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Editor’s note: West Brom: a case in point

Last week saw a court judgment handed down that some claim will have severe knock-on effects on the way lenders are permitted to charge interest.

The Court of Appeal found that West Bromwich Building Society should not have raised interest rates on buy-to-let tracker mortgages without a rise in Bank of England base rate.

But the big question now is whether the case sets a precedent that can be used to challenge other lenders that have acted in a similar way.

On the face of it, the main lenders in the frame are Skipton Building Society, Manchester Building Society and Bank of Ireland, although there are others.

Immediately after the West Brom judgment, the public face of lenders was calm, although there were rumours of crisis talks at trade bodies and lenders behind closed doors.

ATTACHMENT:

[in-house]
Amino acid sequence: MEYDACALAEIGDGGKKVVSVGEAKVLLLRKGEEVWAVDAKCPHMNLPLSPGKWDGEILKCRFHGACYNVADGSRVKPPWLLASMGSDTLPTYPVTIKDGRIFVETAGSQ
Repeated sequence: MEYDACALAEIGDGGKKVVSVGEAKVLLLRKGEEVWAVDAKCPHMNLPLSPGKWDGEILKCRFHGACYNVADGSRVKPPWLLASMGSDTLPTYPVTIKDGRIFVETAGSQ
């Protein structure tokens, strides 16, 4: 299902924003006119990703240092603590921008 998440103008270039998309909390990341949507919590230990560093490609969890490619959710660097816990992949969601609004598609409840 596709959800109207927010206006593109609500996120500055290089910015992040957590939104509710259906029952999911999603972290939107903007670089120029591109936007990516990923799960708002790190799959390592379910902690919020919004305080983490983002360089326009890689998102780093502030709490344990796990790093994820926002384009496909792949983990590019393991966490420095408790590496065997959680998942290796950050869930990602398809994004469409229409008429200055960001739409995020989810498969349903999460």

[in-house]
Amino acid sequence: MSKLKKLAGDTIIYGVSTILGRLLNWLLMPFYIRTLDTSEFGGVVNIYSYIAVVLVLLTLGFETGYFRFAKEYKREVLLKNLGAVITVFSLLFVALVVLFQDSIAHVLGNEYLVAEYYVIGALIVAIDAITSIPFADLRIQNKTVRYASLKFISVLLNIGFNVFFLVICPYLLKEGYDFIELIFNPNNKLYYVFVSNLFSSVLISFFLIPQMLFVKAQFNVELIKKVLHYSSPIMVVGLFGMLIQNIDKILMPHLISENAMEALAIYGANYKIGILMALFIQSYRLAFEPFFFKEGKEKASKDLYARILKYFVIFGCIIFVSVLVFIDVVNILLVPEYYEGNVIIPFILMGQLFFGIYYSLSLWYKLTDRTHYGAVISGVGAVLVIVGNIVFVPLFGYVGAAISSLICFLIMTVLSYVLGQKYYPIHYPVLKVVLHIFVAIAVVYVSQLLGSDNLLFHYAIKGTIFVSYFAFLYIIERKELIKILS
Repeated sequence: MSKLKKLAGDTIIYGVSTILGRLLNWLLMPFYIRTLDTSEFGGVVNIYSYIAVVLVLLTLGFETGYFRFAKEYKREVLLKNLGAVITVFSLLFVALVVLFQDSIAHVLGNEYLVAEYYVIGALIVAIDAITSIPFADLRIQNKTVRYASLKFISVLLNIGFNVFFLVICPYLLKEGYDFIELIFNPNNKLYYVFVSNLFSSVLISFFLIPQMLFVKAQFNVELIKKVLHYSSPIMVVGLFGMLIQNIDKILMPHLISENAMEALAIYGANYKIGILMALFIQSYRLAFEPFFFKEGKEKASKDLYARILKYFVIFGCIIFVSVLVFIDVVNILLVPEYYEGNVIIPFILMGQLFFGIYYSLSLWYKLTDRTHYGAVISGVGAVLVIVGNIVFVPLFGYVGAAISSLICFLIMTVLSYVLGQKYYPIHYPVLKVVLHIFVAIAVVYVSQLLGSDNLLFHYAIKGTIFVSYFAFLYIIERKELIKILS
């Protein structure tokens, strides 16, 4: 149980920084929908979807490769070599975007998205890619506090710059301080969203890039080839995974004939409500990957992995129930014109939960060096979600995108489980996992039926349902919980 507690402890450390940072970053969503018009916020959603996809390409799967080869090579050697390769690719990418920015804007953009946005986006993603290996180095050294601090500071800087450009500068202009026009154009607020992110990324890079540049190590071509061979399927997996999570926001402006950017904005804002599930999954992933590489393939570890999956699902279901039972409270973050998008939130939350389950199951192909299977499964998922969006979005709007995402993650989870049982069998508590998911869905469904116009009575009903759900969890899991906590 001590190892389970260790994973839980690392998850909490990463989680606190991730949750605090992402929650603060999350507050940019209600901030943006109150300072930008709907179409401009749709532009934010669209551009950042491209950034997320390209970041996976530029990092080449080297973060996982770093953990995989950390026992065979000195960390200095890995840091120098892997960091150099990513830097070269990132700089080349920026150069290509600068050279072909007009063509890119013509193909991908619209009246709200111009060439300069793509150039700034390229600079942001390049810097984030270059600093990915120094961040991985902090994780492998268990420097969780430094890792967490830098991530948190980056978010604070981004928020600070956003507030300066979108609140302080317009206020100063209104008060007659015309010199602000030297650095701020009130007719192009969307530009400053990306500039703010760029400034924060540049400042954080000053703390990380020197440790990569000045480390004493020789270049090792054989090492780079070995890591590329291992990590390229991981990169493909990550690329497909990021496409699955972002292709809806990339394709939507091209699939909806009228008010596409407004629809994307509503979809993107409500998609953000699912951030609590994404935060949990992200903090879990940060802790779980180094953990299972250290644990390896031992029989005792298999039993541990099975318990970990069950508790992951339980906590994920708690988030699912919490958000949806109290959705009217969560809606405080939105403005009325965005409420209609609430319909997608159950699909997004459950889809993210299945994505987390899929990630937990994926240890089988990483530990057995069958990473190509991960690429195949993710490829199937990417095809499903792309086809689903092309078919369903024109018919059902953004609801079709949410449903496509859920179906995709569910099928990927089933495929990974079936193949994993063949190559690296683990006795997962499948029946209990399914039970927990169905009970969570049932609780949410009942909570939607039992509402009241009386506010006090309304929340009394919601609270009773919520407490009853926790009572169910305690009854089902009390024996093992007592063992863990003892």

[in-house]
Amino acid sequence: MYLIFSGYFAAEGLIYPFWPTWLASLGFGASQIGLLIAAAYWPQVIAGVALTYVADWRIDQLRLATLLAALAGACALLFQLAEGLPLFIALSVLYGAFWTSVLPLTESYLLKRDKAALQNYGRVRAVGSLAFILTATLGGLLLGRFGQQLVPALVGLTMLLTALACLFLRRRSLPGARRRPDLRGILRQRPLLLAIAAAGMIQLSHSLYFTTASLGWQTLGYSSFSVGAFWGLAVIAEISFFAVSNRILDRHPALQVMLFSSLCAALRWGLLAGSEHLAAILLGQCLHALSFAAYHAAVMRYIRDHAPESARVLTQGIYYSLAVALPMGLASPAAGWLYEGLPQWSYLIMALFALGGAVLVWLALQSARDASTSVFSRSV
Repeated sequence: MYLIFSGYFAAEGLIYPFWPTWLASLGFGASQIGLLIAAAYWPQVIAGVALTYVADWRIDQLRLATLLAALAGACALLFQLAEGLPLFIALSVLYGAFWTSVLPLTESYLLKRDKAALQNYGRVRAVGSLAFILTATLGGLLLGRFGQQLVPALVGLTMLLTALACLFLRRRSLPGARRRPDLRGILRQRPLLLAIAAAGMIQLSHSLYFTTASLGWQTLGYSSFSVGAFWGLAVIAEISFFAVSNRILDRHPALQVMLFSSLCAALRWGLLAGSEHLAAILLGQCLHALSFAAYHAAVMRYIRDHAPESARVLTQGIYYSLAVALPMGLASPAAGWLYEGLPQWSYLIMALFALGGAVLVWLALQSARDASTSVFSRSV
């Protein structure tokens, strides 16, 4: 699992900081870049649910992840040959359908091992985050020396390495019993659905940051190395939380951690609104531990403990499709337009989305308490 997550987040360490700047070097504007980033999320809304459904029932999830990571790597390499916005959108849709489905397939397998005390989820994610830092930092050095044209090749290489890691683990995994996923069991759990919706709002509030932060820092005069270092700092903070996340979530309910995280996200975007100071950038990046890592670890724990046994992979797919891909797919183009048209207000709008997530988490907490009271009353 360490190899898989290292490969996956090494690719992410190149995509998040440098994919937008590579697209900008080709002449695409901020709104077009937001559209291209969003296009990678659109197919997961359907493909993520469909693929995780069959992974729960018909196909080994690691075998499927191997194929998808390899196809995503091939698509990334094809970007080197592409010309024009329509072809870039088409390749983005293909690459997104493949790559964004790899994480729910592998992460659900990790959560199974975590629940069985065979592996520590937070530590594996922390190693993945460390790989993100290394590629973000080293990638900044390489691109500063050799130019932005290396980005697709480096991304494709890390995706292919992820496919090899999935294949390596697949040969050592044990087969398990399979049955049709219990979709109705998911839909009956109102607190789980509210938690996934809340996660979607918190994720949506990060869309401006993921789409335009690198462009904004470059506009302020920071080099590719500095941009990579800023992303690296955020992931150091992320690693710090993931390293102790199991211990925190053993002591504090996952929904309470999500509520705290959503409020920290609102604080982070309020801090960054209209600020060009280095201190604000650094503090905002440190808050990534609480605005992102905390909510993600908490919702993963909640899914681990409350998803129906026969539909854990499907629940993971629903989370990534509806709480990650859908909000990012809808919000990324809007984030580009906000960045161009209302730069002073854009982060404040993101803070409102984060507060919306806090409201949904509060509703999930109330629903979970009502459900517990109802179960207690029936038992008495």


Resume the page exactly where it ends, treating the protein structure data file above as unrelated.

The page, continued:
But now that lawyers have had time to pick over the case, lenders have come out swinging. The consensus of Skipton and the Building Societies Association is that the outcome of the West Brom case is isolated and the findings cannot be carried over to other examples. Mortgage Strategy understands the Manchester feels the same way.

But Property 118 and its lawyers disagree and want to bring cases against the above three lenders. Unless they have a change of heart, the only thing standing in the way of fresh legal challenges is the need to raise enough cash.

Unfortunately for the industry, Property 118 members have plenty of that. And they will have even more when some of them get their share of the £27.5m payout from West Brom.